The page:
When attorney Charlie J. Gillette Jr. goes to court, no one
knows he doesn't have a massive law library or a posh office
with a breathtaking view.
"After you get in the courtroom, it's just one or two attorneys
against one or two attorneys," said Gillette, a Jacksonville
lawyer who last year fulfilled his dream of opening his own
Though TV shows like L.A. Law popularized the image of lawyers
in large firms conferring in lush corporate suites, a third of
the attorneys in Florida and the United States practice law on
Another 40 percent of U.S. lawyers work in law firms of two or
more attorneys, the American Bar Association estimates. The rest
are employed in private industry, public service or government
work or are retired.
The son of convenience store owners, Gillette, 33, grew up in
the family business. That experience, plus an undergraduate
business education and three years in the Public Defender's
Office, gave him the tools he needed to set up his own shop.
"The practice of law is much more than that," Gillette said in
his North Myrtle Avenue office. "You not only encourage
individuals to use your services, you also run a business. If
you don't find a way to do all those things . . . you're not
going to be in business for yourself."
Nearly 55,000 Florida lawyers practice law without partners or
associates, and that number is on the rise. After a dip in the
past decade, the percentage of Florida attorneys going solo has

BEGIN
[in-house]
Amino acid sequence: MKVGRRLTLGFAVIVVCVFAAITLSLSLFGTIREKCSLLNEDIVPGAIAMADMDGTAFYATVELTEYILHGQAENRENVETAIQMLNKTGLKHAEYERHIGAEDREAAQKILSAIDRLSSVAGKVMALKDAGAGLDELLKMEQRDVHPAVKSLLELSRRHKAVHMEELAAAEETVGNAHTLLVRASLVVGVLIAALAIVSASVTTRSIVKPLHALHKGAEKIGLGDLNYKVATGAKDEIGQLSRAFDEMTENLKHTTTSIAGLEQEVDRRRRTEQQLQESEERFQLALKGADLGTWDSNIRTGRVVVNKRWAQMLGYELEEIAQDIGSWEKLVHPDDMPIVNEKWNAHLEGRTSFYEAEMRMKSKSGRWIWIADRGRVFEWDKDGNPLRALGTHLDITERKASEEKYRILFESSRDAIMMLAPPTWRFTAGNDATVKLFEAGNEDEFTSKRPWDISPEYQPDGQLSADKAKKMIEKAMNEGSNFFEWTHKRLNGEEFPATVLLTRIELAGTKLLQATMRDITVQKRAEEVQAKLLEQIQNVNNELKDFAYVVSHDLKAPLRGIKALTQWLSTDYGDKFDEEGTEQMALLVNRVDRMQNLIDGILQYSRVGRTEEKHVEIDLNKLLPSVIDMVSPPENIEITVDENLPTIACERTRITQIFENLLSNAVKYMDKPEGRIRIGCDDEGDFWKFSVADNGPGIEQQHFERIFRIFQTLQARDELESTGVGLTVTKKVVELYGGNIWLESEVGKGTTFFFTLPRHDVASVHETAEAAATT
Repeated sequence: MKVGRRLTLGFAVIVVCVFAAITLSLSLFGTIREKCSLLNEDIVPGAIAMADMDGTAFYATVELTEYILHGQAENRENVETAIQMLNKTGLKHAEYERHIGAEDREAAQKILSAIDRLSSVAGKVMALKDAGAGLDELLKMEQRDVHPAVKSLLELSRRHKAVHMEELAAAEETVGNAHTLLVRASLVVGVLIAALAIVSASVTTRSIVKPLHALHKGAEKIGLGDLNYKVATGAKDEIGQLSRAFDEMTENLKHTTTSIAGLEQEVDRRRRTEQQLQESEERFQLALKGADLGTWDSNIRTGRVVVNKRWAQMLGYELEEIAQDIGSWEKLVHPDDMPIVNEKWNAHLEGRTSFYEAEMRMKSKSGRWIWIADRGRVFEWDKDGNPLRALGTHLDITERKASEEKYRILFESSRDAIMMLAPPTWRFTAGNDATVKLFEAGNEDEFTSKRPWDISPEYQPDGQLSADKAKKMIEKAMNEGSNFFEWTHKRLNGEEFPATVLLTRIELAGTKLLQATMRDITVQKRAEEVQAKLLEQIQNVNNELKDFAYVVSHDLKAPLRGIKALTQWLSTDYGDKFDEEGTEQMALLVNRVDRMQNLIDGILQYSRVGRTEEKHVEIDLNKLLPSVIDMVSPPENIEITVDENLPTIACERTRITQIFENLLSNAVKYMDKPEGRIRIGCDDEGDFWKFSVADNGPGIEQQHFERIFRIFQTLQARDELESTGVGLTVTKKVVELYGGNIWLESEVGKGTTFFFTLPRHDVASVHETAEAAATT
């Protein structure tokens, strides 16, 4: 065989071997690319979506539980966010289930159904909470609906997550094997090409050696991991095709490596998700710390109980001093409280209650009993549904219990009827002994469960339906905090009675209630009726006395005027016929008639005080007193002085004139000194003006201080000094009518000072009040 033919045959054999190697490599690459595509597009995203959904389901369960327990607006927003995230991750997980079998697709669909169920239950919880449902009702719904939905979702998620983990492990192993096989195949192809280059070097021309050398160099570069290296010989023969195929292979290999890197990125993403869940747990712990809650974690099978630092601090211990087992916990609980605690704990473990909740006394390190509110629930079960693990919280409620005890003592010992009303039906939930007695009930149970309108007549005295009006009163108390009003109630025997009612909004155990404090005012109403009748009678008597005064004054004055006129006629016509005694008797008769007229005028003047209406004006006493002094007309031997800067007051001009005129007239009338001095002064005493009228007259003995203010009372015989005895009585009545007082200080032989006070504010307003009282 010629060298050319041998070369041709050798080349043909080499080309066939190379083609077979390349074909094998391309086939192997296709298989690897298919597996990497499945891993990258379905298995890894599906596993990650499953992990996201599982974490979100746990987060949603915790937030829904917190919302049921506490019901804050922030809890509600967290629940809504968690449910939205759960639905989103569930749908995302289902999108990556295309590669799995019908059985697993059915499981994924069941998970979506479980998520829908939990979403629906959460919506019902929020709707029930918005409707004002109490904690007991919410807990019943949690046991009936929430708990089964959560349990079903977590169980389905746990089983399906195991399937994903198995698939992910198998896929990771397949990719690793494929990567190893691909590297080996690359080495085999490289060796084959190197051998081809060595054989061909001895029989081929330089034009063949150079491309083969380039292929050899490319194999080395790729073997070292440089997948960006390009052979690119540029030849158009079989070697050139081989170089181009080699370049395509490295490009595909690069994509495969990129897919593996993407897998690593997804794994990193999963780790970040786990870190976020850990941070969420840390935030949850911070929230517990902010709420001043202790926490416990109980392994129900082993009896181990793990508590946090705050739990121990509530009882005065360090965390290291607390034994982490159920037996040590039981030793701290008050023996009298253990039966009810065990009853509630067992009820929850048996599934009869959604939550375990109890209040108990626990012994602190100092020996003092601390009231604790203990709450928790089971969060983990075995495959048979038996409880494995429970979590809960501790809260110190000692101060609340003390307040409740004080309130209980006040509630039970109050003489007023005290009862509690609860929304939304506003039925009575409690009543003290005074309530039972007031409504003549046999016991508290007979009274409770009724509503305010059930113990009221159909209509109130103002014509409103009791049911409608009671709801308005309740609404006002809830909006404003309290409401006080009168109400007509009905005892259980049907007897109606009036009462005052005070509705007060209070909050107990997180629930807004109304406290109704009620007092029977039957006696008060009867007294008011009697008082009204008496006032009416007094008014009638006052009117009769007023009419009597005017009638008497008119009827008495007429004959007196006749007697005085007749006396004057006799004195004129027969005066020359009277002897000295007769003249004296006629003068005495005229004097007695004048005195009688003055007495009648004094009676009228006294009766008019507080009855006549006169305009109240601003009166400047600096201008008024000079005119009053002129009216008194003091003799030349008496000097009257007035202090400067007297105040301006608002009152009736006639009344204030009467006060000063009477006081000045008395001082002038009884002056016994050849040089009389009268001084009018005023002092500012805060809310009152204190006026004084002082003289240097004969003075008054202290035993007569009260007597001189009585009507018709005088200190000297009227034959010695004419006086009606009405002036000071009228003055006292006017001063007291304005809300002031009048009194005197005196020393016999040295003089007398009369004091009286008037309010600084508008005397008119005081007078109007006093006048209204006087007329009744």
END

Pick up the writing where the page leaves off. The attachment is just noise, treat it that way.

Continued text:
crept upward to 30 percent, where it's likely to hover, said
J.R. Phelps, director of The Florida Bar's law office management
Phelps links the rise in solo practitioners to corporate
downsizing. Many banks and large businesses that once kept law
firms on retainer have cut costs by putting legal services
contracts up for bid. As a result, law firms have been forced to
Meanwhile, affordable technology has made it easier than ever
for solo attorneys to run their businesses. Costly legal books
that used to crowd law library shelves are now available on a
handful of less expensive CD-ROMs. Legal research that once took
hours can be done quickly on the Internet.
In August, attorney Debora E. Fridie plugged in her computer
and fax machine in a leased downtown office. She was in
After five years as a Legal Aid lawyer, Fridie, 33, was itching
to launch her own practice. Though she's going solo, she said
she relies on the advice and encouragement of her landlord,
lawyer Willie J. Walker. He allows her to use his law library
and shares advice and clerical help.
"I'm fortunate to be …